UBS Fund Fitness Tracker

Pension Funding Ratios Rise 5% in Q4, but End Flat YTD

Capping a high-volatility year

January 06, 2016 — CHICAGO–(BUSINESS WIRE)–The UBS Asset Management US Pension Fund Fitness Tracker saw the funding ratio of the typical corporate US pension plan rise by approximately five percentage points to 87% in the fourth quarter of 2015.

We recalibrated our model plan to adopt the revised mortality table improvement scale issued by the Society of Actuaries in October. The revised scale has had the net effect of increasing the funding ratio by approximately two percentage points.

“In the fourth quarter, large equity returns made up for losses from the previous quarter and pushed pension plan funding ratios higher. Over 2015, market volatility increased, impacting plans’ investment portfolios. Moreover, plan liabilities saw large movements due to fluctuating discount rates (close to 100 basis points) and to changes in the mortality tables. In general, plans with a liability hedging schedule in place experienced significantly lower funding ratio volatility. Other plans chose to capitalize on volatility by tactically allocating between asset classes, leading to dispersion in funding ratios across plans,” said Frank van Etten, head of Client Solutions at UBS Asset Management.


The strong rise in Treasury yields was offset by tighter credit spreads and carry, causing liability values to remain unchanged in the fourth quarter of 2015. Investment returns of 3.2% outpaced liabilities over the quarter, causing funding ratios to increase. These estimates are based on the average corporate plan’s reported asset allocation weightings from the UBS Asset Management Pension 500 Database and publicly available benchmark information.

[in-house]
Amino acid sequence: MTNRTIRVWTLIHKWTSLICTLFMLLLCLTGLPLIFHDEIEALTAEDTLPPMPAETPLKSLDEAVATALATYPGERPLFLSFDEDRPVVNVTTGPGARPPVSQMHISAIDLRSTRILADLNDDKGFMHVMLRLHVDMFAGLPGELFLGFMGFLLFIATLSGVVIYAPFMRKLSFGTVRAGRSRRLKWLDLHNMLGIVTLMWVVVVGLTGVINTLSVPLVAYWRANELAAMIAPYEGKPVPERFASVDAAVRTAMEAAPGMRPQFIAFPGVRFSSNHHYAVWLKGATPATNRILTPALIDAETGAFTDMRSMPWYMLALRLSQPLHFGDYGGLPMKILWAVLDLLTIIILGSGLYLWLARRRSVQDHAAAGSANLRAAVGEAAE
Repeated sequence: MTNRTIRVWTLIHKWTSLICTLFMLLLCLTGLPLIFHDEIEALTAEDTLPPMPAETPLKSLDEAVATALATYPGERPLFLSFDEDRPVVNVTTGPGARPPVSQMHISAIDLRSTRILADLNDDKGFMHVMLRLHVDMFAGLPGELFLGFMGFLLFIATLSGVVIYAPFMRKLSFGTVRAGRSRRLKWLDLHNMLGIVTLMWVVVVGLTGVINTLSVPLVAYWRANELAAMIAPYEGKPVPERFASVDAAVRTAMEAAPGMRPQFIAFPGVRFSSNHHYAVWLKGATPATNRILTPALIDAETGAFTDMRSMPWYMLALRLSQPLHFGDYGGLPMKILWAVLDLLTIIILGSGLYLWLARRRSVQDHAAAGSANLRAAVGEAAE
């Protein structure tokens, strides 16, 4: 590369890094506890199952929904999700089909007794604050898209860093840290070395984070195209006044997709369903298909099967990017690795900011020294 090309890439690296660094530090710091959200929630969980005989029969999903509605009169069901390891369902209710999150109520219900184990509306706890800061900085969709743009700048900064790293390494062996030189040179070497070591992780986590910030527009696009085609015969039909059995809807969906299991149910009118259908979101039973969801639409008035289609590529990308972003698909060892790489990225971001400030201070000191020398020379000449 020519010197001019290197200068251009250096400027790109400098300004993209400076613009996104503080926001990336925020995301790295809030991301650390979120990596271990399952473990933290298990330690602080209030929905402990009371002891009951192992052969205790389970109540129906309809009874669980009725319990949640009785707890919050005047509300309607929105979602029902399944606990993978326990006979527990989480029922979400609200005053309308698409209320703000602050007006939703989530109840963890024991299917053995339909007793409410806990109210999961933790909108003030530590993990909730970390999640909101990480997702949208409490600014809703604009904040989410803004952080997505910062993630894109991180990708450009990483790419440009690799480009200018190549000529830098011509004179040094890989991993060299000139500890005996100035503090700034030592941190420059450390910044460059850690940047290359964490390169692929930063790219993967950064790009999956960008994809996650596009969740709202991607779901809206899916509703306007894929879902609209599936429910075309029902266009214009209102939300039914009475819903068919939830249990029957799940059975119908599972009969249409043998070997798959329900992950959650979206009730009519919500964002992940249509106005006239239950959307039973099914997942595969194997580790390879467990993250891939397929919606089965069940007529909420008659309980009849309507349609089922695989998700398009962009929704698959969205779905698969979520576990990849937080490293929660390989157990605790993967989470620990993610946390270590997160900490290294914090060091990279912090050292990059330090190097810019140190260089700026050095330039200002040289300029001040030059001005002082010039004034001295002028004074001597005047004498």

The fourth quarter of 2015 saw the emergence of the long-awaited bifurcation in central bank policies: While the Fed increased rates to a still supportive 0.50%, the European Central Bank and the Bank of Japan added to their balance sheets, continuing their QE policies. These moves were well-communicated and did not cause market turbulence.

Overall, the economic news was positive for industrialized countries, with the US economy continuing to chug along, and Europe and Japan on an improving trajectory. The US is still suffering from low capital expenditure, partly explained by weakness in the energy sector, which had added substantially to physical investments since the beginning of the “shale revolution.” Europe is gradually normalizing thanks to growing exports, as well as to internal demand (see for example the solid growth in car sales).

Energy demand softens

Emerging markets, as well as commodity producers, such as Australia and Canada, have however been suffering due to limited demand for energy and industrial metals. Moreover, soft worldwide demand has hindered Chinese growth. On the positive side, recent courageous reforms to the one-child policy and the residency registration regime should fuel internal demand both in the short and the long term.

During the fourth quarter, equity markets globally delivered strong positive performance. The S&P 500 Index ended the quarter up with a total return of 7.04%. The Euro Stoxx Total Return Index was up 3.73%, in US dollar (USD) terms, over the quarter. The MSCI Emerging Markets Total Return Index ended the quarter 0.73% higher in USD terms.